Fifty-something Canadian professor of history and lifelong womanizer Rémy (Rémy Girard) lies in an overcrowded hospital with a fatal illness. Family and friends gather, including Rémy’s estranged son Sébastian (a wealthy financier played by Stéphane Rousseau) from overseas, and Rémy’s ex-wife (Dorothée Berryman) and several previous romantic partners. Rémy and Sébastian fight painfully about Rémy’s philandering, but after a plea from his mother Sébastian decides to make things better for his father, even if they have not been reconciled.

This he does in many ways, most of which involve spending lots of money and many of which are highly irregular or illegal. For example, he arranges to have his father taken into the U.S. for an expensive PET scan that would have required six months’ wait to have free in Canada. And he arranges through Nathalie (Marie-Josée Croze), a childhood friend who is now a heroin addict, to provide a regular supply of heroin to control his father’s pain, which the hospital apparently is not able to do with morphine.

These and other extraordinary measures work for Rémy, and the process of caregiving brings Sébastian and his father closer. (Rémy’s only problem seems to be the feeling that his life has been wasted because he has not left his mark--and he gets help with that, paradoxically, through several conversations with Nathalie.) For his last few days, Rémy and ensemble move to a friend’s lakeside cabin, where the conversation is witty, intellectual, and sexually frank, and the mood upbeat and conciliatory.

In the face of Rémy’s imminent demise, all is forgiven, and others seem to gain insight about their lives. Rémy’s last act is peacefully nodding to a sorrowful Nathalie to begin the series of heroin injections that will end his life. In a final dig at the establishment, the heroin is administered through an IV provided on the sly by a hospital nurse.


Rémy dies well, the film argues. He is without pain, in a beautiful place, and surrounded by family members and friends who through the spectacle of his dying have been brought closer to him and to each other. Yet much of this is made possible only through multiple interventions to circumvent the Canadian healthcare system, which the film characterizes as overcrowded, undersupplied, bureaucratic, hampered by labor unions, and seriously confused. (There are multiple examples of doctors and nurses mistaking patients’ identities.)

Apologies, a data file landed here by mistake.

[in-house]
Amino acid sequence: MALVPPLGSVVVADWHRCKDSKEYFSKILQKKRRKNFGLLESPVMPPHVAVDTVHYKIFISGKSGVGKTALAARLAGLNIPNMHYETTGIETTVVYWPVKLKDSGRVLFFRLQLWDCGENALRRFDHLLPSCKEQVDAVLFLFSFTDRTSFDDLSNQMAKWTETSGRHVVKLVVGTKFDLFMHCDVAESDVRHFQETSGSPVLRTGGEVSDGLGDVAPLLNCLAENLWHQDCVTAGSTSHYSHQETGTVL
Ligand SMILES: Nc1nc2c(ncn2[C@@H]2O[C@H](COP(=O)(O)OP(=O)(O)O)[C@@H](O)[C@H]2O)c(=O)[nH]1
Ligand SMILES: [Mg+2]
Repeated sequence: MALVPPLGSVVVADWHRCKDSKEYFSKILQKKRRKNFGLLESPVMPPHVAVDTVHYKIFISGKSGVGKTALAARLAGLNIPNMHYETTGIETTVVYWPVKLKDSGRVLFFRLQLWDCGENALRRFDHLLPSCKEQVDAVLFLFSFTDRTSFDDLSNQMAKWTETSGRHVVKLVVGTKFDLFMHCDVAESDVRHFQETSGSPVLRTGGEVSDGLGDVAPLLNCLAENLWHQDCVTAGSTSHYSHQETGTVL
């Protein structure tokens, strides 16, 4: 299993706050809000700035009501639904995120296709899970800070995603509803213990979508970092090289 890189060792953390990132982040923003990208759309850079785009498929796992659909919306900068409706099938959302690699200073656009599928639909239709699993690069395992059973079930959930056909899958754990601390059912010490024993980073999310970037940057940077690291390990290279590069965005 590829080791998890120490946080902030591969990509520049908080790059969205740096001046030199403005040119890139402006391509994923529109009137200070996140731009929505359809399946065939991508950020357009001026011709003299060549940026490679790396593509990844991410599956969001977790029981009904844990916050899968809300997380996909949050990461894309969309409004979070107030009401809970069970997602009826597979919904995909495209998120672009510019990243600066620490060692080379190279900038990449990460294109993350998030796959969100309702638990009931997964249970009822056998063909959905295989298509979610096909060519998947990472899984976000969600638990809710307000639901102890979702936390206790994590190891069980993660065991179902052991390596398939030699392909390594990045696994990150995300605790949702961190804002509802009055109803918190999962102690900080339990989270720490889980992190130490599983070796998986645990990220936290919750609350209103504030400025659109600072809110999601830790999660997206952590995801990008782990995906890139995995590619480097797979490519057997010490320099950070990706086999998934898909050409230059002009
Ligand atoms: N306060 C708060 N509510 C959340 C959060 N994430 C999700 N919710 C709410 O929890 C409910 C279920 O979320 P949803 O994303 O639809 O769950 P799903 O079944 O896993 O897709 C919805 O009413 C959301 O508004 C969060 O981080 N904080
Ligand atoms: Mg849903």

The film’s values get scrambled a bit here. Early in the film Rémy scornfully calls his son a "puritanical capitalist," while contrasting himself as a "sensual socialist" who is willing to accept the medical consequences of socialism. But capitalism, as well as drugs, both of which the film links to the threatening "barbarian" of the title, are essential parts of the improved care Sébastian provides for his father. So, the "barbarians" save the day? The film is confusing on this point--and of course its particular healthcare solutions are not available to most citizens of Canada or of any country.

But Sébastian was doing what he could for his father, and perhaps the heart of the film is not political or economic, but more broadly human, in the warmly open and life-affirming fellowship that evolves at the bedside of the dying man. Even Nathalie, who at one point seems to be killing herself with heroin, helps herself back to life, ironically, through the complex process of easing Rémy’s pain with heroin.

Rémy does die well, and the film richly portrays the human side of that. [A final irony is that the militantly atheistic Rémy, who has argued harshly with the Catholic Sister Constance (Johanne-Marie Tremblay) who visits him frequently in the hospital, in the end seems to accept some version of her final advice: "Just embrace the mystery, and you will be saved."] This film would make a fine contribution to any discussion of death and dying.


Oscar (2004) for best foreign film, Cannes (2003) awards for best screenplay (Arcand) and best actress (Croze). Originally released as Les invasions barbares (Canadian).

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